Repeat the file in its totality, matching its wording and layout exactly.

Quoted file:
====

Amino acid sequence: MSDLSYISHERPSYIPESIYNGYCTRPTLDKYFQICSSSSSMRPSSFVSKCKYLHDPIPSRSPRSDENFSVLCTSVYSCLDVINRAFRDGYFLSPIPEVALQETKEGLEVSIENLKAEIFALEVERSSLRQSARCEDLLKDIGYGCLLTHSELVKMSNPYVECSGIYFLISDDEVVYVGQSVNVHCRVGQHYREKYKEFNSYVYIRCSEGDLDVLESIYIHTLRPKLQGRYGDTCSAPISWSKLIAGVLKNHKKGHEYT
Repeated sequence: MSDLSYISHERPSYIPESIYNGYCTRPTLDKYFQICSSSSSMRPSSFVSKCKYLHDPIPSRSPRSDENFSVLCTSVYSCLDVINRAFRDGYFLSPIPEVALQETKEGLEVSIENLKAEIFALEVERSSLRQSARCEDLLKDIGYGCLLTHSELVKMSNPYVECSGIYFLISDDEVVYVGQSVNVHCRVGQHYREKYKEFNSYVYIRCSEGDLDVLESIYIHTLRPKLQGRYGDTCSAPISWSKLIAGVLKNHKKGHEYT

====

Amino acid sequence: MSDLSYISHERPSYIPESIYNGYCTRPTLDKYFQICSSSSSMRPSSFVSKCKYLHDPIPSRSPRSDENFSVLCTSVYSCLDVINRAFRDGYFLSPIPEVALQETKEGLEVSIENLKAEIFALEVERSSLRQSARCEDLLKDIGYGCLLTHSELVKMSNPYVECSGIYFLISDDEVVYVGQSVNVHCRVGQHYREKYKEFNSYVYIRCSEGDLDVLESIYIHTLRPKLQGRYGDTCSAPISWSKLIAGVLKNHKKGHEYT
Repeated sequence: MSDLSYISHERPSYIPESIYNGYCTRPTLDKYFQICSSSSSMRPSSFVSKCKYLHDPIPSRSPRSDENFSVLCTSVYSCLDVINRAFRDGYFLSPIPEVALQETKEGLEVSIENLKAEIFALEVERSSLRQSARCEDLLKDIGYGCLLTHSELVKMSNPYVECSGIYFLISDDEVVYVGQSVNVHCRVGQHYREKYKEFNSYVYIRCSEGDLDVLESIYIHTLRPKLQGRYGDTCSAPISWSKLIAGVLKNHKKGHEYT